The testimony and conclusion of all who observed Adams at this time was that he was intoxicated. He smelled of alcohol, his speech was confused and incoherent, he was unable to answer questions, didn't seem to know where he was, and he staggered, requiring the support of the officers to maintain his balance. He also experienced considerable difficulty in coordinating the physical motions necessary to extract his wallet to produce identification. Once Adams managed to produce identification, Gomez returned with it to his vehicle to radio for further information, leaving Adams with Green. Upon the momentary departure of Gomez, Adams attempted to leave the scene and was, thereafter, physically restrained by Green while Gomez came to his aid. Each of the security officers involved in the incident, including Lieutenant Guffey who had arrived in the meantime, testified that Adams became loud, angry, and hostile. He kicked at the officers, physically resisted their efforts to restrain him, and screamed profanities at them throughout the ordeal. Together, Gomez and Green handcuffed Adams and placed him face down on the ground when he continued to resist. It is Adams' testimony that the security officers kicked him while he was on the ground, although this is denied.

In conformance with Nora Security procedures for arrest, a Marion County Sheriff's Deputy was requested by radio to come and take custody of Adams to transport him to the city lock-up. When the deputy arrived with a police wagon, Gomez turned over Adams, Adams' driver's license, and the paperwork necessary to Adams' arrest, but retained the remaining items of Adams' personal identification including a Preston-Safeway check-cashing card. According to Gomez, he had attached these items to a clipboard in his vehicle while completing the paperwork for Adams' arrest and the clipboard had fallen to the floor of the vehicle where it remained until the end of Gomez's shift.

At the end of his shift, around 8:00 A.M., Gomez returned to the Nora Security office and transferred all objects, including Adams' papers, into his own vehicle, then went home.

The following afternoon, Gomez, in his own car, ran out of gas near a Preston-Safeway store on the northside of Indianapolis. At the time, Gomez had no money and was experiencing financial difficulties. Seeing the clipboard containing Adams' other pieces of identification still in his car, Gomez decided to cash a stolen check at Preston-Safeway using Adams' Preston-Safeway check-cashing card and forging Adams' name. 3

Gomez filled out the check in the amount of $142.00, payable to William Adams, signed a false name at the bottom of the check, and then endorsed the check in Adams' name. A subsequent police investigation into the forgery led first to William Adams, and then to Gomez who turned himself over to the police and confessed.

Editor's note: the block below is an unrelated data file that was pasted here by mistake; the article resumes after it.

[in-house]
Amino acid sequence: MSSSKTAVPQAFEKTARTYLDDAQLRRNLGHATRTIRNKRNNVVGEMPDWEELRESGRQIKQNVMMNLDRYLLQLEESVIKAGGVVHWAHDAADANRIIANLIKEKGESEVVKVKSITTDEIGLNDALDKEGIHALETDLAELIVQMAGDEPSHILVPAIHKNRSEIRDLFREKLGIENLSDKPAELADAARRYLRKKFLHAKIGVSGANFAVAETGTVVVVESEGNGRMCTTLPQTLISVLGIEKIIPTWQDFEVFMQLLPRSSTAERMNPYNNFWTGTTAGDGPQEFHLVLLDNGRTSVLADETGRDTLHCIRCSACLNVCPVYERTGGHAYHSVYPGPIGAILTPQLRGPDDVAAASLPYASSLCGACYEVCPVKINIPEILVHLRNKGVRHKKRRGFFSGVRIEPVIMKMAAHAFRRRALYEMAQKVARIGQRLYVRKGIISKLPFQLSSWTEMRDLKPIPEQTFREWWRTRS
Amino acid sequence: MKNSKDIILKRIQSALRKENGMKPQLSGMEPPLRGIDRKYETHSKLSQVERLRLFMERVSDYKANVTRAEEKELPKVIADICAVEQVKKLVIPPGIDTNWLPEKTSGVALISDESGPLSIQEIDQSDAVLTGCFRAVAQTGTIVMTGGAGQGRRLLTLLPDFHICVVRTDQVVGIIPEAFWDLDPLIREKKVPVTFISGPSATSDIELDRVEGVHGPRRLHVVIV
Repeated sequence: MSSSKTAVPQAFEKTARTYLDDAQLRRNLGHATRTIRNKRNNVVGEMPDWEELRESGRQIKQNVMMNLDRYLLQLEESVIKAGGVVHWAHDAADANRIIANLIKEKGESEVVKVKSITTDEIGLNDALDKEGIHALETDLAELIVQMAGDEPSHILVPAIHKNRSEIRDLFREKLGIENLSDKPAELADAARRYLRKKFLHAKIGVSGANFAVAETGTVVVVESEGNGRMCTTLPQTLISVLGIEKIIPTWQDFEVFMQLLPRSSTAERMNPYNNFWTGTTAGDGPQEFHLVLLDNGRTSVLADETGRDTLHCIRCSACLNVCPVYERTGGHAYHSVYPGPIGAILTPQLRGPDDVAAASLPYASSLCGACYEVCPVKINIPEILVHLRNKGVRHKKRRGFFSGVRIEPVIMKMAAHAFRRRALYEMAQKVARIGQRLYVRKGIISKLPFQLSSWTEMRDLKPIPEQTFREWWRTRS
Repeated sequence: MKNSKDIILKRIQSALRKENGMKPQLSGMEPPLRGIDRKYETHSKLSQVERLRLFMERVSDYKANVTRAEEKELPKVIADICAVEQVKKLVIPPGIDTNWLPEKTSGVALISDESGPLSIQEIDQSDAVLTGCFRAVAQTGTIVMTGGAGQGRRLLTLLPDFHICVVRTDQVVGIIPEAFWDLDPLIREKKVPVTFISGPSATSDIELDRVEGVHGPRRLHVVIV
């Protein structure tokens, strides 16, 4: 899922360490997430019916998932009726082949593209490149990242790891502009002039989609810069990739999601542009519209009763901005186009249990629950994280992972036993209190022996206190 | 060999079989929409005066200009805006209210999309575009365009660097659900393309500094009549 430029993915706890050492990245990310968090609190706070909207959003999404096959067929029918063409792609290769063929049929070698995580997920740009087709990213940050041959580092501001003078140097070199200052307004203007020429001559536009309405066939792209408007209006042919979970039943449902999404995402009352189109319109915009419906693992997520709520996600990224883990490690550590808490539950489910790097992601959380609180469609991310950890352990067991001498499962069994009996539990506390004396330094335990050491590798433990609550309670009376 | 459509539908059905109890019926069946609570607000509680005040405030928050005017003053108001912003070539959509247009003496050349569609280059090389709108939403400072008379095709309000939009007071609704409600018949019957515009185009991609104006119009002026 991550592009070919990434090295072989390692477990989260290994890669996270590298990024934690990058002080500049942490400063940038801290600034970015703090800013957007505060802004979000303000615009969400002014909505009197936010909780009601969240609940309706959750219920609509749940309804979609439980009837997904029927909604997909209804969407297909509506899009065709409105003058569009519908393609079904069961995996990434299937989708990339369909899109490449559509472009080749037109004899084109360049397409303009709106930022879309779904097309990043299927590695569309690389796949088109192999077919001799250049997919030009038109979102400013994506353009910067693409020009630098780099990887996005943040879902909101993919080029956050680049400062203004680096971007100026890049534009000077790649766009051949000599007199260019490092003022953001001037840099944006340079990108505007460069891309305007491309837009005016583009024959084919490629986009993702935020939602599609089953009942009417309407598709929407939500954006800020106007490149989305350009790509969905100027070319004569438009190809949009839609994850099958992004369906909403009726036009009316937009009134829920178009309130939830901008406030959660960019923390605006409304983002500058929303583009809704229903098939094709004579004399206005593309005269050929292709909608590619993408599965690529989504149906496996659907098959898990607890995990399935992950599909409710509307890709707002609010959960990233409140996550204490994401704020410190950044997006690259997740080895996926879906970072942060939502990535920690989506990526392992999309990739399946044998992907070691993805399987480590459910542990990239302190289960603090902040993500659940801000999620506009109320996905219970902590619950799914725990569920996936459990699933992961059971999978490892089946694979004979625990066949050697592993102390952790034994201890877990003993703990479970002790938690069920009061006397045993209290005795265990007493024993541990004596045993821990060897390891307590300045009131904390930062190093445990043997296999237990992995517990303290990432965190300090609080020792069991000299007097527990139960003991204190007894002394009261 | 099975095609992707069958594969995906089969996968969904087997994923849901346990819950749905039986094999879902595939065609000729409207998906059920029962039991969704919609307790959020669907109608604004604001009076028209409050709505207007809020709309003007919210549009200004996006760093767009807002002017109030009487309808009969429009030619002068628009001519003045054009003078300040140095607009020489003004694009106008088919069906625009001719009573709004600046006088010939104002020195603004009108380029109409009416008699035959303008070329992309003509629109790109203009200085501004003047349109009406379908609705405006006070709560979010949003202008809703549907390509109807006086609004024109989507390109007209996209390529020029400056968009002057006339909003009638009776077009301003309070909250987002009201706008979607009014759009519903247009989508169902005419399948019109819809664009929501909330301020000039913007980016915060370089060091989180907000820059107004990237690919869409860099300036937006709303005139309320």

As a result of these incidents, Adams was charged, initially, with public intoxication, disorderly conduct, and resisting arrest. These charges were later dropped when, at trial, Gomez was unable to appear as a witness because he, himself, was serving jail time in accordance with a plea agreement he had entered into regarding the forgery and two counts of theft. Charges were also filed against Adams for forgery, but were dropped when Gomez was found to be the culprit. Adams then brought the action against Gomez and Nora Security from which this appeal results. Shortly after Adams filed suit, Lieutenant Guffey of Nora Security refiled charges against Adams for resisting arrest, disorderly conduct, and malicious trespass. This second prosecution resulted in a jury trial in which Adams was convicted for disorderly conduct. Also, shortly after Adams filed suit, Gomez obtained a discharge of his debts in a bankruptcy proceeding which allegedly discharged Adams' claim against Gomez and barred suit thereon.


Gomez contends that the trial court erroneously denied his motion for summary judgment on the issue of personal liability to William Adams because his prior discharge of Adams' claim in a bankruptcy proceeding established an absolute defense, thereby barring suit on the issue. Adams, on the other hand, urges that the trial court properly denied Gomez's motion because there were genuine issues of material fact regarding (1) the dischargeability of his claim pursuant to Sec. 523(a)(6) of the Bankruptcy Code, and (2) an alleged absence of notice of the pendency of the A motion for summary judgment is to be granted only where there is no genuine issue as to any material fact and the moving party is entitled to judgment as a matter of law. Donahue v. Watson (4th Dist.1980) Ind.App., 411 N.E.2d 741. The party seeking summary judgment has the burden to establish that there is no genuine issue. Conversely, a plaintiff opposing summary judgment may...